Katla volcano set to erupt

Katla volcano set to erupt

Reports have spread warning of an imminent eruption of the Katla volcano in Iceland, close to Eyjafjallajokull which erupted  in 2010.

The Sunday Times reported that Katla is “set to blow” after scientists recording escalating CO2 emissions from the caldera – although the same scientists have distanced themselves from claims that this means an eruption is due.
The volcano, which translates to “kettle” or “boiler” sits in southern Iceland, close to the remains of the volcano which produced so much hot ash in 2010 it grounded air traffic across the continent.

Volcanologists have reported that Katla is due to erupt as they discover between 12 and 24 kilotons of carbon dioxide is released from the volcano each day, indicating imminent activity.
A team of scientists wrote in the Geophysical Research Letters journal: “Katla, a highly hazardous subglacial volcano which last erupted 100 years ago, is one of the largest volcanic sources of CO2 on Earth, releasing up to five per cent of total global volcanic emissions.”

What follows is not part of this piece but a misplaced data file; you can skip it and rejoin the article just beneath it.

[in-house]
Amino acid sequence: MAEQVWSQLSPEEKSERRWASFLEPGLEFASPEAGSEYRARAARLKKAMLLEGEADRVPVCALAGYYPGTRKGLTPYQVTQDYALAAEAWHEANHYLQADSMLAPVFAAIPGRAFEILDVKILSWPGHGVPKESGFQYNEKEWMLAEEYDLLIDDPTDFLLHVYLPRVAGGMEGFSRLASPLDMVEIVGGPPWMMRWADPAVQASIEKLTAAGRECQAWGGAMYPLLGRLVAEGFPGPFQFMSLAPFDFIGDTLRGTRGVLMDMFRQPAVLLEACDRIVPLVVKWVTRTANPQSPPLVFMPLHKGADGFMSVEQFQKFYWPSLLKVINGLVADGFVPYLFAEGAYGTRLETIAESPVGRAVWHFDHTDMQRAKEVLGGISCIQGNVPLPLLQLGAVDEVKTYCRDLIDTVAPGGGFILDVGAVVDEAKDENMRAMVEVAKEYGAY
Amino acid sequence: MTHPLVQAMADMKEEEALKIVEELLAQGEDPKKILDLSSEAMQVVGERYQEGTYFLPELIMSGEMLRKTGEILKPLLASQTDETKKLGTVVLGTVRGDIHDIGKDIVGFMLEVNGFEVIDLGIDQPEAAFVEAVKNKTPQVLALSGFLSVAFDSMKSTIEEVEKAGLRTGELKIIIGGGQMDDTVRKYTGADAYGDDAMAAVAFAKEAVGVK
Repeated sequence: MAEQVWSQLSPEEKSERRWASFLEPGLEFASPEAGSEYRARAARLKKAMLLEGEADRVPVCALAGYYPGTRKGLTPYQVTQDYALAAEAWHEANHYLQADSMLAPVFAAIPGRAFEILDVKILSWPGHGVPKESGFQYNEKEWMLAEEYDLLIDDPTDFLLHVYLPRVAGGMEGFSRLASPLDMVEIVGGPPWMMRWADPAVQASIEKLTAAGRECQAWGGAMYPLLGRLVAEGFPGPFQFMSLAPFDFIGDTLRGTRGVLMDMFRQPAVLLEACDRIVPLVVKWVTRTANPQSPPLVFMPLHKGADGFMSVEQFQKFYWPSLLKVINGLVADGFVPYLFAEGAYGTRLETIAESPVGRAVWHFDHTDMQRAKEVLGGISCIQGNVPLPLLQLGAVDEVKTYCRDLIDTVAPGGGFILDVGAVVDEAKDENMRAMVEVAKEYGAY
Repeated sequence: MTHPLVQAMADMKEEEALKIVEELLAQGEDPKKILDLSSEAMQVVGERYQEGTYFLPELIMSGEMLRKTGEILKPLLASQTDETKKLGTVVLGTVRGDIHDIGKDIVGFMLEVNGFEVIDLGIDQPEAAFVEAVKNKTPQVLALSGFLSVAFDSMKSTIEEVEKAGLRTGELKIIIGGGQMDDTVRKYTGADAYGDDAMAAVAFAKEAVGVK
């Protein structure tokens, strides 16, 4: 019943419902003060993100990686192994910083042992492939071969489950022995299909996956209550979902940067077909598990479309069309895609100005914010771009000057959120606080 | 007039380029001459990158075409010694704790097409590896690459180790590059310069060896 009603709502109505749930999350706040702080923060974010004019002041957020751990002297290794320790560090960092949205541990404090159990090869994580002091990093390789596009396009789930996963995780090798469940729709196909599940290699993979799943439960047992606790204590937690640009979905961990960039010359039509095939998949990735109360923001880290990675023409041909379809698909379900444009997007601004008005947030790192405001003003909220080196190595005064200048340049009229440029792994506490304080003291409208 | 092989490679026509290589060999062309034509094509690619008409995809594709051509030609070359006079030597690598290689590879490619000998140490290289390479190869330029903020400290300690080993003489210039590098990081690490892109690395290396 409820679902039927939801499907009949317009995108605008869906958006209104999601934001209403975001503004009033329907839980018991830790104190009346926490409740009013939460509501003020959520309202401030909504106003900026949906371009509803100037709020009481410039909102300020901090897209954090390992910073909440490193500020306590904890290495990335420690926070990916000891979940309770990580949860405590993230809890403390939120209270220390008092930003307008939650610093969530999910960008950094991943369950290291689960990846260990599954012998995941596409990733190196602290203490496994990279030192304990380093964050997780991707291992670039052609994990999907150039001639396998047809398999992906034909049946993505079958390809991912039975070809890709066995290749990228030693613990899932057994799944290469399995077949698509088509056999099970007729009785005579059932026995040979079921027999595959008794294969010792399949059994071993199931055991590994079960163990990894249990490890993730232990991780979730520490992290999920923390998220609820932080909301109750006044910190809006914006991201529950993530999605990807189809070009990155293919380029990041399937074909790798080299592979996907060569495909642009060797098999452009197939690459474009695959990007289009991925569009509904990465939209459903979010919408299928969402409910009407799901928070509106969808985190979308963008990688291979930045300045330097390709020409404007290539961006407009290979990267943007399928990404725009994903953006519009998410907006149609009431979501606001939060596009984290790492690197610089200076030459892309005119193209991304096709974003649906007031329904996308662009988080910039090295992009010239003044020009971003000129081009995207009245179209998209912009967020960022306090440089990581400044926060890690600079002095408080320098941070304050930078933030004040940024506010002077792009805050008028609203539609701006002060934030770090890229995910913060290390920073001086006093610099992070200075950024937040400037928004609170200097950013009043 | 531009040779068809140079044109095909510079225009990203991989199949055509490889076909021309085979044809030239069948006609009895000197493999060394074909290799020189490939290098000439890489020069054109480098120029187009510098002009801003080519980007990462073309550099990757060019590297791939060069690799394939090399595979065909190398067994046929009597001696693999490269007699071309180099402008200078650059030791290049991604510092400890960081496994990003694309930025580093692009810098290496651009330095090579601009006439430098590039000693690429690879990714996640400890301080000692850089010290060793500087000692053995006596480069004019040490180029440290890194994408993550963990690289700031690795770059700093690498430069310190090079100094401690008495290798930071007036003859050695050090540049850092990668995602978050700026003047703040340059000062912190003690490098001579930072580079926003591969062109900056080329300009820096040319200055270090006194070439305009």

Sarah Barsotti, co-ordinator for volcanic hazards at the Icelandic Meteorological Office, said: “There is no way of telling when it will erupt, just that it will.”

Katla last showed significant activity in August 2016 when Iceland felt earthquakes of 4.2 and 4.5 on the Richter scale.
It historically erupts in no longer than 95-year intervals, and was previously active in 1918, almost exactly a century ago.

At the time of writing, Katla volcano is currently described as being in a “normal, non-eruptive state” according to the  Icelandic Meteorological Office
If you are currently planning on travelling to Iceland, please speak to your travel provider and find out what would happen if your holiday was cancelled due to an eruption if it should happen soon.

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